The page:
Scholar: An Enhanced Multi-Platform Schematic Capture


One of the main features of modern complex CAD systems consists in the ability to support the schematic capture function that provides a user with convenient design entry. In our opinion, a perfect schematic capture subsystem (SC) possesses the following features that differ it from other graphic intensive CAD tools such as layout editors:

  • The main attention in schematic capture is given to effective user service and convenience support while the problem of large amount graphical information processing is not so acute. It is solved by dividing a cell schematic into pages.

  • Owing to schematic capture software supports a design entry and provides the user with a graphical interface; it should be considered as a design representation hub. Therefore, access from SC user interface to other design aspects (layout, netlist, simulation results, etc.), cross-probing these aspects, schematic driven IC design, and other schematic related functionality should be supported.

Silvaco's new enhanced schematic capture, Scholar, covers both of these features. On the one hand, it gives the user the great variety of possibilities to create and check large complicated hierarchical schematics. On the other hand, Scholar can automatically generate a netlist for Silvaco's layout synthesis tools and SmartSpice input deck. It supports cross-probing between schematic and other design aspects such as layout and SmartSpice simulation results.

Another important feature of Scholar is that it is a multi-platform product and can be run on both Unix and Windows NT platforms. So, it provides both Unix-based and PC-based for Silvaco's products with design entry.


Main Concepts

The main concepts on which Scholar is based accumulate the best-in-class schematic capture experience of leading CAD companies. The overview of these concepts is given bellow.

Basic notions. The basic notions which Scholar operates with are: symbol, wire, macrobox, bristle, bubble group, and page. They allow the user to create a hierarchical multi-page schematic of of unlimited size.

Creating a hierarchical multi-page schematic. The user may organize a schematic as a set of hierarchically related drawings. Each drawing may be divided into pages that are connected to each other.

Using symbols and macroboxes. Two methods are supported in Scholar to work with schematic hierarchy: symbols and macroboxes. Symbols that are icons representing pieces of schematic are created and used to organize a pure hierarchical design. Macroboxes are convenient to repeat a piece of logic in a flat design.

Creating symbol versions. This possibility allows the user to create different symbol representations such as De Morgan equivalents.

Using bubble groups. If the user creates a symbol Scholar can support the situation when the certain bristles on that symbol are related to each other.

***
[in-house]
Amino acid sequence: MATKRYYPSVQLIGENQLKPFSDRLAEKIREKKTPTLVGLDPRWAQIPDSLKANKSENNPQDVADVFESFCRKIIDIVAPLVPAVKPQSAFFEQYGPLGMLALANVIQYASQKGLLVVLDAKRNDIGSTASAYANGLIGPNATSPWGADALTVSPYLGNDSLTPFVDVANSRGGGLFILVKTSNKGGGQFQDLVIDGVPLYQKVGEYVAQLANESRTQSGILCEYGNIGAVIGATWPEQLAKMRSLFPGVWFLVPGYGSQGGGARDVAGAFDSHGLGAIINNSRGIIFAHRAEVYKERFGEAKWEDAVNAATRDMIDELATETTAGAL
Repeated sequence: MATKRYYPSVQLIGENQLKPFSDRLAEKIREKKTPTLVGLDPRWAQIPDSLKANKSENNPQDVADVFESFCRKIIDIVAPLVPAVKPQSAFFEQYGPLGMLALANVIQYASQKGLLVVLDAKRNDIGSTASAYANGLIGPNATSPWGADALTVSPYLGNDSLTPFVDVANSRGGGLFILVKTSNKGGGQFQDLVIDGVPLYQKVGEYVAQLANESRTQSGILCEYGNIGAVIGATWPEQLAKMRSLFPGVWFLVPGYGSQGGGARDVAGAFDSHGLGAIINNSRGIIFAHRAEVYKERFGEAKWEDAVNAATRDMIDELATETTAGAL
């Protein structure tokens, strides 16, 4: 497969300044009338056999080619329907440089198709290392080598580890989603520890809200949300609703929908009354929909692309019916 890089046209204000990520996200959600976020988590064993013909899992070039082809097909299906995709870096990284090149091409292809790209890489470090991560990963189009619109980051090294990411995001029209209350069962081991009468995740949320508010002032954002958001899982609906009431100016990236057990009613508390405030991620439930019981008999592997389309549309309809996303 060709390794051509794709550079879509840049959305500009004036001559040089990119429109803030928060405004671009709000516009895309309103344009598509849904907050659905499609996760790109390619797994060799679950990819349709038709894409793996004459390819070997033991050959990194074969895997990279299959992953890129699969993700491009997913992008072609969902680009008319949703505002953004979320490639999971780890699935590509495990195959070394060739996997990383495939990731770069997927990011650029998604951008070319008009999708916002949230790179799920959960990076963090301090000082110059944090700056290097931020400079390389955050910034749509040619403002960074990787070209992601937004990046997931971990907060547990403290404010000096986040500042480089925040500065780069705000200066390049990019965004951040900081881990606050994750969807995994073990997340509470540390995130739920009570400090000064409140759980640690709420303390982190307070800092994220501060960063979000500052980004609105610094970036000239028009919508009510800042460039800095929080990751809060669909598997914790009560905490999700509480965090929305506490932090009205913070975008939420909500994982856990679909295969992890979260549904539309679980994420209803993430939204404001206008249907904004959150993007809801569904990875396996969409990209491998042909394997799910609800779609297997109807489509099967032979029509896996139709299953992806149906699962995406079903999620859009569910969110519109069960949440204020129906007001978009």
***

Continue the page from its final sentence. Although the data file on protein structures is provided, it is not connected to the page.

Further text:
Using attributes. Attribute mechanism that is widely used in Scholar makes the schematic more expressive. It allows to pass needed descriptive information about schematic to other tools such as simulators and layout synthesis tools.

Checking a schematic. When schematic is ready errors can be automatically found and displayed. That can be done both before or in process of netlist generation.

Netlist generation. This possibility allows to create netlist that may be used as input for simulation and layout synthesis.

Spice simulation. Scholar can generate a SmartSpice input deck using an extensive library of elements. The simulation process may be run from Scholar's user interface.

Scholar - Expert- Spice cross-probing. A client-server cross-probing mechanism allows Silvaco's Scholar schematic capture, Expert layout editor, and SmartSpice simulator to tie together. The user can, for example, identify a schematic wire to highlight its layout representation or corresponding SmartSpice diagram.

Customizing Scholar. This possibility allows the user to adjust the schematic visualization characteristics, customize some operations, define accelerator keys, function keys, and so forth. An user can make the Scholar's Schematic representation similar to representations used in popular schematic captures such as Cadence's Composer.

In what follows the Scholar's functionality that embodies these concepts is discussed.


Creating a Hierarchical Schematic

Scholar effectively allows to draw hierarchical schematic based either on bottom-up or top-down strategies to be drawn. The symbol is the fundamental notion on which hierarchical schematic is based.

Creation of a hierarchical design involves four basic steps:

  • Create a schematic

  • Test and verify the design

  • Create the symbol
  • Create another schematic and instantiate the symbol

This order of steps assumes a bottom-up strategy. It is also possible to create a symbol and instantiate it before creating the corresponding schematic.

Figure 1 demonstrates an example of a hierarchical schematic created in the Scholar environment. It is the schematic of accumulator that consists of two 4-bit adders, one 8-bit register, three input bristles and one output bristle, and three 8-bit buses. All of these components are represented as symbols. And, at the same time, user defined symbols, such as 4-bit adder, have a corresponding schematic.

Figure 1. An accumulator schematic.


One reason for this, Scholar operates with two types of files: drawing file and symbol file, which correspond with each other.

Scholar has the library of symbols that provides the user with standard set of transistor levels, logical levels and special symbols. At the same time, with a complicated design the user can define his own symbols to the needed hierarchy and, therefore, simplify the drawing process. It makes sense to note that one of the strong sides of the Scholar is that its library is co-ordinated with SmartSpice and Expert layout editor libraries. That is why seamless interface between these programs was a success.

Scholar supports a simple and clear way to navigate the hierarchy. The user can click any user defined symbol in order to open it in the separate window. The 8-BIT_REGISTER schematic that is opened in such a way is shown in Figure 2.

Figure 2. The 8-bit register schematic.